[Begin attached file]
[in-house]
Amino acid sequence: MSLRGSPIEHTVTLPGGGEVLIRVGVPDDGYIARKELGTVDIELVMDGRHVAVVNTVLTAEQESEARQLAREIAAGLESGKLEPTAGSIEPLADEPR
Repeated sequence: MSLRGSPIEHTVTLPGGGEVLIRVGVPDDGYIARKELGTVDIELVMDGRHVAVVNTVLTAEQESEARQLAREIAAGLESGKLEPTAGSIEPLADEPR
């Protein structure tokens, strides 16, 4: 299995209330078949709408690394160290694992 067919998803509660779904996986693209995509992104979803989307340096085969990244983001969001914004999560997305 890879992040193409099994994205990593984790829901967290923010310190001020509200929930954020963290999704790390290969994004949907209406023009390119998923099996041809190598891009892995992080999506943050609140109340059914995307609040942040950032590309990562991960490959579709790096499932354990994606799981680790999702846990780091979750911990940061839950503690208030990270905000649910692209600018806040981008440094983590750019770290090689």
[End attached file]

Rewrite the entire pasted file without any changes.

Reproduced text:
[in-house]
Amino acid sequence: MSLRGSPIEHTVTLPGGGEVLIRVGVPDDGYIARKELGTVDIELVMDGRHVAVVNTVLTAEQESEARQLAREIAAGLESGKLEPTAGSIEPLADEPR
Repeated sequence: MSLRGSPIEHTVTLPGGGEVLIRVGVPDDGYIARKELGTVDIELVMDGRHVAVVNTVLTAEQESEARQLAREIAAGLESGKLEPTAGSIEPLADEPR
């Protein structure tokens, strides 16, 4: 299995209330078949709408690394160290694992 067919998803509660779904996986693209995509992104979803989307340096085969990244983001969001914004999560997305 890879992040193409099994994205990593984790829901967290923010310190001020509200929930954020963290999704790390290969994004949907209406023009390119998923099996041809190598891009892995992080999506943050609140109340059914995307609040942040950032590309990562991960490959579709790096499932354990994606799981680790999702846990780091979750911990940061839950503690208030990270905000649910692209600018806040981008440094983590750019770290090689």